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Funding supports expansion of Project Prima Volta

29 August 2018

Project Prima Volta

Through music and performance Project Prima Volta students are supported to find a positive path through the teenage years and beyond.

Since it started just over five years ago, more than 160 teenagers have benefitted from the Project Prima Volta (PPV) music programme, with plans afoot to expand it to include younger, primary school students as well.

In the latest round of Hastings District Council’s annual contestable funding allocations the project received $18,500, in line with the council’s aim of “building a safe, liveable, sustainable community”.

PPV founder Anna Pierard says the funding will be put towards an in-depth feasibility study to support scaling the existing programme for younger age groups, producing better outcomes for more kids.

Every year 30 teenagers, aged between 15 and 18 and from diverse backgrounds, are accepted for the year-long programme that uses opera and performance as a platform to build confidence, and find purpose and meaning as they navigate the at times difficult path to becoming adults.

Training together for up to eight hours a week, attendees work alongside international and home-grown industry professionals, as well as local performers and volunteers, culminating in the unique experience of filling support roles in a major opera production during the Tremains Art Deco Festival. 

Ms Pierard says there have been numerous success stories of teenagers in the programme overcoming challenging hurdles to turn their lives around.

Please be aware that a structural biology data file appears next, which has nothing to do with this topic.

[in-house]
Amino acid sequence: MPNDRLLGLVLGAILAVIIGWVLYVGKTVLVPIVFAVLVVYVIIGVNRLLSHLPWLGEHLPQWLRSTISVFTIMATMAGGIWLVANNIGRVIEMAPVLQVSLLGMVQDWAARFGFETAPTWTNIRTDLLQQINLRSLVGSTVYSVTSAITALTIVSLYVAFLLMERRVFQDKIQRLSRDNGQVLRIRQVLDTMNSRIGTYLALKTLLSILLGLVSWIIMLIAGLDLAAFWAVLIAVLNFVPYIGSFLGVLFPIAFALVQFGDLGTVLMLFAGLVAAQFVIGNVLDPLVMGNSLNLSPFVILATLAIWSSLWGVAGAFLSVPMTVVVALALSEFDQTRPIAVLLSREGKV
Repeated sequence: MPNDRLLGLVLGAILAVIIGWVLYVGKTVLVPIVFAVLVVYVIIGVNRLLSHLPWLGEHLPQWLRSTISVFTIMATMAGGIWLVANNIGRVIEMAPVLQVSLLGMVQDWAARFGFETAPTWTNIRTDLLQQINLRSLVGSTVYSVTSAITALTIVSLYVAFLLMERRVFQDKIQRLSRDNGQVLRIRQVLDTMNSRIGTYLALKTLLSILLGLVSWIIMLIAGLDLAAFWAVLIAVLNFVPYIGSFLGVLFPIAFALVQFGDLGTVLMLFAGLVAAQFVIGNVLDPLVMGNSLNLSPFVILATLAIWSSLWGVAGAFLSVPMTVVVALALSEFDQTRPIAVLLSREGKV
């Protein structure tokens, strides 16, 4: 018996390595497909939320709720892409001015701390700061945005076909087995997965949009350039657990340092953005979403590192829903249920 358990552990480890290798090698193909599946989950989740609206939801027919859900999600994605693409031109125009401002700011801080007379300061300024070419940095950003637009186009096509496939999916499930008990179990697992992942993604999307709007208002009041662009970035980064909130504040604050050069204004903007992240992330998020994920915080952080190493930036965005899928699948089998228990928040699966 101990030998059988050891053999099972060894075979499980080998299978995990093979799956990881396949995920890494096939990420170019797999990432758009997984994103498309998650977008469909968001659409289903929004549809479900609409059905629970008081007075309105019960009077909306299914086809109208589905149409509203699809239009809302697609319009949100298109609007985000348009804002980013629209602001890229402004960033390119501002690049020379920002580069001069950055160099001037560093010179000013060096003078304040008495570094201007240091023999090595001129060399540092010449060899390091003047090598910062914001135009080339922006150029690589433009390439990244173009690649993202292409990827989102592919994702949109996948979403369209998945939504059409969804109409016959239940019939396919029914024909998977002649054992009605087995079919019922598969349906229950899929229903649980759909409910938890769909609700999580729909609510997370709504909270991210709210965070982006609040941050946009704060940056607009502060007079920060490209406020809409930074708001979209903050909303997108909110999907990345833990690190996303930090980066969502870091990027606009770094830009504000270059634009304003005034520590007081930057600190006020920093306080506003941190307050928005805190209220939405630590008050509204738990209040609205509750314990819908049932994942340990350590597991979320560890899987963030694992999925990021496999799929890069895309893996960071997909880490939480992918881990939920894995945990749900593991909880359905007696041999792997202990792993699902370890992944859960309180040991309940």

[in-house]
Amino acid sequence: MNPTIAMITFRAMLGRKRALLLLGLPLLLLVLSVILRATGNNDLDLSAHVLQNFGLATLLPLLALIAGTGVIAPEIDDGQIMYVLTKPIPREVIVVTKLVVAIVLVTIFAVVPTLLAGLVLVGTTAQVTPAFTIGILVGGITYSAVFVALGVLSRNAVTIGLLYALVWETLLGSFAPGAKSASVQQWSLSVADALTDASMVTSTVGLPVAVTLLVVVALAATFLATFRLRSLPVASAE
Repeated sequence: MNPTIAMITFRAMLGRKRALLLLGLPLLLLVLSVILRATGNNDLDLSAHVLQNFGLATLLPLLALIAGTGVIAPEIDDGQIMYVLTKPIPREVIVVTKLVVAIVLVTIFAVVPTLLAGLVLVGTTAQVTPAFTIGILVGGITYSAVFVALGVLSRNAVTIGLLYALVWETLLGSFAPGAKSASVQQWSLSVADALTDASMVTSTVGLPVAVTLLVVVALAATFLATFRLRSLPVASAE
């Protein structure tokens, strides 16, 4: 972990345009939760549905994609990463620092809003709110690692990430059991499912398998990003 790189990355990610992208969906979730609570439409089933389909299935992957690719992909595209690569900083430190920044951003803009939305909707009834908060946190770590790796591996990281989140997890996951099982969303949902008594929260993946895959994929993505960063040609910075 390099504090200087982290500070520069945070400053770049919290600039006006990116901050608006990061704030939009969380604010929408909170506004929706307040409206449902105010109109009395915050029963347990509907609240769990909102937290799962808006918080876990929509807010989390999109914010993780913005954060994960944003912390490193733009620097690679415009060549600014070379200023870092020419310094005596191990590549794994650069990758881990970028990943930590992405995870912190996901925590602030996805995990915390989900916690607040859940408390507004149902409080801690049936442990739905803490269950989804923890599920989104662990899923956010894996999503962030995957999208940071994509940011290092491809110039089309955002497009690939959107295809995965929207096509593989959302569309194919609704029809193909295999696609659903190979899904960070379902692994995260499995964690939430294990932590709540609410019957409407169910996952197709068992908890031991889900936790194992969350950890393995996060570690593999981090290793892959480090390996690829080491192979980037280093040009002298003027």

“We’re worried about kids – the statistics are awful in New Zealand.

“We want to actively support parents and schools to help offset the pressures of today’s world by developing our music programme to deliver a comprehensive singing-based music education across schooling.”

Research has shown that people with anxiety experience it less when they are fully absorbed in an activity, she says.

“This has been fundamental to our success – we give these kids who are struggling something that meets their capabilities, but is also challenging, fun and transformative.

“It’s absorbing, so that trains the focus, which deepens their enjoyment and builds their skills - we want more young people to experience this and music making is the ideal tool.”

The study is key to identifying where efforts should be targeted to deliver the positive outcomes being sought, Ms Pierard says.

“We need to determine exactly what it is we’re doing that’s working so we can target investment, and bring about positive andpermanent transformations for even more kids.”

 The council’s social and cultural development committee assesses the grant applications each year and chairman Malcolm Dixon says this is another worthy cause.

“This innovative programme has already made a big difference to the lives of many teenagers and the committee fully supported it being extended to younger people who would also benefit from it.”

In the last two years, Project Prima Volta students have also got involved with the annual Harcourts Hawke’s Bay Arts Festival and this year have produced a show called “Scena”, to be performed at the Iona College Blyth Performing Arts Centre on October 16 and 17.

Scena, meaning “a scene in an opera”, will contain selected scenes from favourite classic operas led by Jose Aparicio, with guest directors Glen Pickering and PPV graduate Katherine Winitana. Tickets available from the Harcourts Hawke's Bay Arts Festival website.

29 August 2018

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